Download Continental Drift and Plate Tectonics ANSWER KEY

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ANSWER KEY Continental Drift and Plate Tectonics – Making Your Own Notes!
Continental Drift
1.) The “father” of the Continental Drift theory is Alfred Wegener, a German scientist who believe that the continents were
once all connected, creating one super continent called Pangaea.
2.) He published his theory in 1915.
3.) Wegener provided four examples of evidence to support this theory that the continents were “drifting”. They are:
Continents fit together like a jigsaw puzzle
Fossils of the same plants and animals have been found on different continents
Mountain ranges separated by oceans have the same rock sequencing, type and age
Glacial scars from the same ice age and ice sheets have been found on different continents
4.) What was Wegener unable to explain that left many of his scientific peers doubting his theory?
He could not explain what force was powerful enough to move entire continents
5.) What was Wegener doing when he died in the year 1930 on expedition in Greenland?
He was still doing research to find answers to help explain his theory of continental drift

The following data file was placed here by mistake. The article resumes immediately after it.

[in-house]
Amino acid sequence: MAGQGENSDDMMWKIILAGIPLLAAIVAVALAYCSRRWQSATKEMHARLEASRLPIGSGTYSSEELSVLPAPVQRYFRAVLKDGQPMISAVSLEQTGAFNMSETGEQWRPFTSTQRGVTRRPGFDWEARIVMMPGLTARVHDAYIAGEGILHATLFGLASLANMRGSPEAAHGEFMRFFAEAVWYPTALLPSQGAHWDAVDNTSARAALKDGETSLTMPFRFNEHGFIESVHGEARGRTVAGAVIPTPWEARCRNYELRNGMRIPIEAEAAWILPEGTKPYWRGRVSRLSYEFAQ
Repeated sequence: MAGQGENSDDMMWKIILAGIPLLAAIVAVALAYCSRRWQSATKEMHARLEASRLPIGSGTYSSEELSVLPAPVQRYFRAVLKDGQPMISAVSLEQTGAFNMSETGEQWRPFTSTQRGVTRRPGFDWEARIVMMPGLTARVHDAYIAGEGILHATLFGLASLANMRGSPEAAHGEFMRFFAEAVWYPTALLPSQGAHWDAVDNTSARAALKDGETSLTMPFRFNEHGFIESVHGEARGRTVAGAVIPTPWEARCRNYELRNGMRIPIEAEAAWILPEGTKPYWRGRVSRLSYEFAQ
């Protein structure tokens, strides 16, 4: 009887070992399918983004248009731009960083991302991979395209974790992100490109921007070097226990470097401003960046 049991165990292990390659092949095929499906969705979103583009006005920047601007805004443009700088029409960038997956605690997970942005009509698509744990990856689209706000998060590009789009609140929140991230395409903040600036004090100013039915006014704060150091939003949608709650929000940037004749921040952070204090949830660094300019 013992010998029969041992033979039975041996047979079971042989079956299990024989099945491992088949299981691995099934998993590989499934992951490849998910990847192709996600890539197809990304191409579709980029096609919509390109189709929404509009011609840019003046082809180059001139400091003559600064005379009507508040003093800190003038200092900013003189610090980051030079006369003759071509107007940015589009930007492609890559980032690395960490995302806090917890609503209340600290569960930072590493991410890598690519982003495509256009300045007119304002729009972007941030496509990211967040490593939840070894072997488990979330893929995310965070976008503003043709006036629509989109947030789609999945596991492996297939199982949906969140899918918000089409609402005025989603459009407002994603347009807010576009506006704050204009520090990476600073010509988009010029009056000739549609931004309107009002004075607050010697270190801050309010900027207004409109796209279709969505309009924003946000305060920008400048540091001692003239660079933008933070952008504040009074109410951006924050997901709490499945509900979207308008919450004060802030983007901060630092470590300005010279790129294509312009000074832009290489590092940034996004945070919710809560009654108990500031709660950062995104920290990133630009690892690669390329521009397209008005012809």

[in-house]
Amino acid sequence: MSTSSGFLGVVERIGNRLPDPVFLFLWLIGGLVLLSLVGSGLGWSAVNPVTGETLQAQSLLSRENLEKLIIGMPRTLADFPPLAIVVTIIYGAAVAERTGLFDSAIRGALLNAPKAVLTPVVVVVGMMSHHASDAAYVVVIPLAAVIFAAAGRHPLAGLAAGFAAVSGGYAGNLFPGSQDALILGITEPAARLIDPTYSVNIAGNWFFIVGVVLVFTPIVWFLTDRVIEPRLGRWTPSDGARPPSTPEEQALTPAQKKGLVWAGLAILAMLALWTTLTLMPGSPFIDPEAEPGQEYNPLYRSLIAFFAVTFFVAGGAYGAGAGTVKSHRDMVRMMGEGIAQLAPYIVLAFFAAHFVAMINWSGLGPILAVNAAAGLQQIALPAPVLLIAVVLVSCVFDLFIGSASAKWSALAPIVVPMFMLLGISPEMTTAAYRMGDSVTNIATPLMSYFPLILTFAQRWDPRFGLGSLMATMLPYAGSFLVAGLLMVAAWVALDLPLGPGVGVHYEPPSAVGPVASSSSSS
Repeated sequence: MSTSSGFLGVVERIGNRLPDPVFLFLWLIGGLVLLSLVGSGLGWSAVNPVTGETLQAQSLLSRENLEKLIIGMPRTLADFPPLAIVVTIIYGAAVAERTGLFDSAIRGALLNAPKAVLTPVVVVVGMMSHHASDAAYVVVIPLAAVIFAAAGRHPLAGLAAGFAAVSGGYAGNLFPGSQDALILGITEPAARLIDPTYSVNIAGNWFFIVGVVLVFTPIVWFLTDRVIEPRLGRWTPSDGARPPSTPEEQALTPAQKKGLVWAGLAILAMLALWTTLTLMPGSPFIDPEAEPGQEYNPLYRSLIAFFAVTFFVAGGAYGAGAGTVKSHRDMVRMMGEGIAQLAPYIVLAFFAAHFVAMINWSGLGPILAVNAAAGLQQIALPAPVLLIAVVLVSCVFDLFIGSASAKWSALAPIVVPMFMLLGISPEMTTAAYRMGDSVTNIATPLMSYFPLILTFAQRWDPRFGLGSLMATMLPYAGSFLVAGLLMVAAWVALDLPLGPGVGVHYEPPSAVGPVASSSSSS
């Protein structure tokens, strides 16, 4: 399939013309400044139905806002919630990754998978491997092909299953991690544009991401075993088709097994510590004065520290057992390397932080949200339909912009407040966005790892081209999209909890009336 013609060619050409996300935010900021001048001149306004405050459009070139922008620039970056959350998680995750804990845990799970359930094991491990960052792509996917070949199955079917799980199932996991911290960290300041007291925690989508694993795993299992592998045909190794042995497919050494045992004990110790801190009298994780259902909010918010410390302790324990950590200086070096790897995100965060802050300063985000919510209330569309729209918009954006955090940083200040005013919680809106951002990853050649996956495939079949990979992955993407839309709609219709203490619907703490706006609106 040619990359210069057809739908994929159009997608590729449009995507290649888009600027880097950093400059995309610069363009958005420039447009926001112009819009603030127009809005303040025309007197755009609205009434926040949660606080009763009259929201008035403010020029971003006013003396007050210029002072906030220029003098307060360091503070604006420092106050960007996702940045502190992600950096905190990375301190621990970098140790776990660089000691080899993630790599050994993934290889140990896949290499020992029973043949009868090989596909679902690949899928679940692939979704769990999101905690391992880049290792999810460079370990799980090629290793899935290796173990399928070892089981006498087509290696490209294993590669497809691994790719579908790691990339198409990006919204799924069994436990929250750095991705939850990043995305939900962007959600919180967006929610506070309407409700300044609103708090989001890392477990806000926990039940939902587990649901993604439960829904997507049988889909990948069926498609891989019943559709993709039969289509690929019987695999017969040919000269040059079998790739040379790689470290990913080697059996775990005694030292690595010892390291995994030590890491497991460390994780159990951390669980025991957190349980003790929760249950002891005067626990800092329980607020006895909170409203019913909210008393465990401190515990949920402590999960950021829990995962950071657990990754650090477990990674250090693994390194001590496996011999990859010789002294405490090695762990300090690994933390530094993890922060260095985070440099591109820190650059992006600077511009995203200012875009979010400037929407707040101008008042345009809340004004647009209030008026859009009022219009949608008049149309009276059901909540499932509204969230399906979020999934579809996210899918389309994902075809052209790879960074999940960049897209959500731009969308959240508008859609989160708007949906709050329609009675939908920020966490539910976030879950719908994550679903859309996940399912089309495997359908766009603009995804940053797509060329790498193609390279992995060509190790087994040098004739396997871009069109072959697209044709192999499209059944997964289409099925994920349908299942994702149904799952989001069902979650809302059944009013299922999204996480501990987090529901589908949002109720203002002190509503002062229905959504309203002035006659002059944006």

Plate Tectonics
1.) The “father” of the Plate Tectonic theory is J. Tuzo Wilson, a Canadian geophysicist.
2.) This theory states that the Earth’s crustal pieces called plates are moving over hot magma in the mantle layer of the Earth.
3.) He helped to explain that the Earth’s crust is made up of these two parts:
Continental Crust
b. Oceanic Crust
4.) The crustal plate that we live on is called the North American plate.
5.) What causes the plates to move? Convection currents.
6.) What causes magma to rise in this upper layer of the mantle? Heat from the core.
7.) What happens after it rises? It cools then sinks back towards the core where it becomes heated again. This continuous
movement is called a convection current or cycle.
8.) Convection causes the crustal plates to move like a conveyor belt in these three directions:
Towards each other (convergent)
Away from each other (divergent)
Slide past one another (transform)
9.) Converging plates create: mountain ranges such the Himalayas in India, Nepal and Pakistan.
10.) Subducting plates create: erupting volcanic mountain ranges such as the Cascade Mountain Range on the west
coast of the USA and the Andes Mountains of South America and deep ocean trenches such as the Marianas
11.) Diverging plates create: mid ocean ridges such as the Mid-Atlantic ridge that runs north to south
along the middle of the Atlantic Ocean between North and South America and Europe and Africa.
12.) Transform boundaries are where plates slide by one another, but because they are jagged
they often get stuck and tremendous pressure can build up. When this pressure is released, it causes
the plates to break apart suddenly creating an earthquake, such as what commonly occurs along
the San Andreas fault line in California.
13.) The Plate Tectonic Theory, contributed to by J. Tuzo Wilson, has been instrumental in our current
understanding of the geologic forces that constantly shape and re-shape our planet.